A surrogacy arrangement is usually created when a couple, who cannot have a baby for whatever reason, contracts with a woman to carry their fertilized embryo. The rise and success of in vitro fertilization, and the increase in sperm, egg, and embryo donation have called into question the enforceability of surrogacy contracts.
Whether a surrogacy contract is enforceable depends on the resolution of a number of issues. First, courts must decide whether such a contract is void as against public policy or voidable by the birth mother. If the contract is enforceable, then the proper remedy for the breach of the agreement must be determined. Some courts may order the mother to hand over the child, whereas other courts will only allow monetary damages.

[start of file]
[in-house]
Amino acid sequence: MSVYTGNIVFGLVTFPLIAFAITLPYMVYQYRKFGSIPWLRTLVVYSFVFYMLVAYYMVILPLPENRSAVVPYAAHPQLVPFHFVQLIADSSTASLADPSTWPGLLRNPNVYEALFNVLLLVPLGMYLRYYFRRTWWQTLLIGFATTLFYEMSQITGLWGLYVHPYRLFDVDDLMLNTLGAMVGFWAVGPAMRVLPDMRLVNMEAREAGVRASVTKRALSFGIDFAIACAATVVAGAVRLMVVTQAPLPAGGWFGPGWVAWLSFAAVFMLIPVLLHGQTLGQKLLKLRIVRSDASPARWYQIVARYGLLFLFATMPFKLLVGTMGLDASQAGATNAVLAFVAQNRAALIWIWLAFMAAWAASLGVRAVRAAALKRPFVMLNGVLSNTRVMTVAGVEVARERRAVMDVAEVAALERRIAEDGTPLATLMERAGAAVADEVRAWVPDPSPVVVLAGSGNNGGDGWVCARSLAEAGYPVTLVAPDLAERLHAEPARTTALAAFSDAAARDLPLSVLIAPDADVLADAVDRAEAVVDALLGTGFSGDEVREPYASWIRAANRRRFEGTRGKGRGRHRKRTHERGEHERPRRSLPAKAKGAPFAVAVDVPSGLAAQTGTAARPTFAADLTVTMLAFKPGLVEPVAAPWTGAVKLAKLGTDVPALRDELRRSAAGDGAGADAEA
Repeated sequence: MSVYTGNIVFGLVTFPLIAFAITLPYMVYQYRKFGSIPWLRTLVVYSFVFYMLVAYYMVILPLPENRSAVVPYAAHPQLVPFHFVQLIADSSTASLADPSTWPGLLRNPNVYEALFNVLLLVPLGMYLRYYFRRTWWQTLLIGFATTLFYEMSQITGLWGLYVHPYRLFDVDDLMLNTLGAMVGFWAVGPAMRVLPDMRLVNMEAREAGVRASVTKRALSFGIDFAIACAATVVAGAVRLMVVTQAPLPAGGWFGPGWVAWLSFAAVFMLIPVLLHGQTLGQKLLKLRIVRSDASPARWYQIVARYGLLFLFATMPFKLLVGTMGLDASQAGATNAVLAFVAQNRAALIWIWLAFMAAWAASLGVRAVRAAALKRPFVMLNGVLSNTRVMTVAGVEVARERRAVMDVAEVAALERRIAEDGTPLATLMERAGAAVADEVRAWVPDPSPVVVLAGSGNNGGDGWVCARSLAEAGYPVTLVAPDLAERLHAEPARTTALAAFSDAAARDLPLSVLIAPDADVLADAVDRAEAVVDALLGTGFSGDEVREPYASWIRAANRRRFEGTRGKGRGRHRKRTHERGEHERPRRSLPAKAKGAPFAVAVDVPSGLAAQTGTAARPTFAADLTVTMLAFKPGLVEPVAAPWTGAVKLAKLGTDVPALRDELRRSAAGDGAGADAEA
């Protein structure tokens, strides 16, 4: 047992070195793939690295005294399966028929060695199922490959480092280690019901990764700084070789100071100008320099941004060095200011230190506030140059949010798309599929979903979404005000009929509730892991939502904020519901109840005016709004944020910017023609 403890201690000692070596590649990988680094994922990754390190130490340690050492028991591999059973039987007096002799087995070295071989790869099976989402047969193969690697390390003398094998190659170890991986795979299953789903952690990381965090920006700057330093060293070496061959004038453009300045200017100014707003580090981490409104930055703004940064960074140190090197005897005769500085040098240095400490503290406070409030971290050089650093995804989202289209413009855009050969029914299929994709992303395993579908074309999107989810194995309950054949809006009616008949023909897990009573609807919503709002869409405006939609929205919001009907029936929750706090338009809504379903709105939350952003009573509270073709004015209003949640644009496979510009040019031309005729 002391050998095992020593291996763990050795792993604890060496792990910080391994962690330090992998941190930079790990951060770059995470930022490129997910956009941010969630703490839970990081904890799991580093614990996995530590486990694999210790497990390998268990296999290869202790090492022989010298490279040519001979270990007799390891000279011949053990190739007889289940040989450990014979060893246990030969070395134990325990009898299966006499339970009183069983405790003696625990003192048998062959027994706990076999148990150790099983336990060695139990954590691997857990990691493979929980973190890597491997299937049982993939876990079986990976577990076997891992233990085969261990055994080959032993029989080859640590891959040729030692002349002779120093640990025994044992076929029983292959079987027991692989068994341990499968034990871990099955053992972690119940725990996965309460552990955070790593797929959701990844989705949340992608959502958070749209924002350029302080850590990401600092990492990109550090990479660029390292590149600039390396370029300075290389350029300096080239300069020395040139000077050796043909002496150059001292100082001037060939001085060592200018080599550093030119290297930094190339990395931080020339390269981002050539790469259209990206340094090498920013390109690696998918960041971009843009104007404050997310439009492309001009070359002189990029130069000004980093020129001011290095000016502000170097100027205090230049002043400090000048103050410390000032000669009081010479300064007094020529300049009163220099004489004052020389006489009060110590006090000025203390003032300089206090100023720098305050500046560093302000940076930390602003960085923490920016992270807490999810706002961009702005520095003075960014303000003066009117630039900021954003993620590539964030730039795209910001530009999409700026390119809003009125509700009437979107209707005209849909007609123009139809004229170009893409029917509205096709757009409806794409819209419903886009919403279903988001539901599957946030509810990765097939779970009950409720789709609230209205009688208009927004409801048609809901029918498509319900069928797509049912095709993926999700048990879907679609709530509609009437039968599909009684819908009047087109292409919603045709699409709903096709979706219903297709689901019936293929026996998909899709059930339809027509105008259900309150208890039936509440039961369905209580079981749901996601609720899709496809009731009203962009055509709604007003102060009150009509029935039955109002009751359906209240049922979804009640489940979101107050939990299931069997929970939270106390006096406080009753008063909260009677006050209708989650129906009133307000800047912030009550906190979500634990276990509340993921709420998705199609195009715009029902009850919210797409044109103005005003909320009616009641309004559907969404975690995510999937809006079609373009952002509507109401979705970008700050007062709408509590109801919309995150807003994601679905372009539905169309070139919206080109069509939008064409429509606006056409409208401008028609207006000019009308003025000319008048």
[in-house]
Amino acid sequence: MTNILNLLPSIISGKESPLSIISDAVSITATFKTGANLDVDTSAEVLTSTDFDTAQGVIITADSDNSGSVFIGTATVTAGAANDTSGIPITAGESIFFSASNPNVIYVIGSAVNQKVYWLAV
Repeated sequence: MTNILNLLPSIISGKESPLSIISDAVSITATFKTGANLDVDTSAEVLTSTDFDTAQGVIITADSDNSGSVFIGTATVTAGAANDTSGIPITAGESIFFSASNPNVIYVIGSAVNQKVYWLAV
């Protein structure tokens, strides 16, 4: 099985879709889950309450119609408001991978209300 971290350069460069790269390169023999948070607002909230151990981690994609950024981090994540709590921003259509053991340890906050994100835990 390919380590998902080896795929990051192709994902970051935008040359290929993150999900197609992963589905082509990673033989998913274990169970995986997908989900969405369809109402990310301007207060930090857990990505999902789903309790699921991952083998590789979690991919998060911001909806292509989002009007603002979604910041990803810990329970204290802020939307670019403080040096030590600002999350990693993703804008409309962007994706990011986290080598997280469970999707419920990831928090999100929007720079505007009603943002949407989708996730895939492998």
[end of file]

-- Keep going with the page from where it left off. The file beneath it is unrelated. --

Each state has its own legal approach to surrogacy and surrogacy contracts. Some states make surrogacy contracts enforceable, while others forbid or even criminalize it. For example:
- Delaware, the District of Columbia, Indiana, Michigan, New Jersey, and New York courts have refused to enforce surrogacy contracts.
- In Kentucky, the birth mother has the right to void the contract if she changes her mind during the pregnancy or immediately after the birth. Some surrogacy contracts are voidable if they do not conform to state adoption statutes.
- California has held that surrogate mother contracts are specifically enforceable, at least where both the egg and sperm are donated by individuals other than the surrogate who bears the child.
If you are a couple seeking to enter into a surrogacy agreement or if you are a woman contemplating becoming a surrogate, it may be helpful to contact an experienced family law lawyer. An attorney can help you understand how your state’s laws affect your surrogacy contract.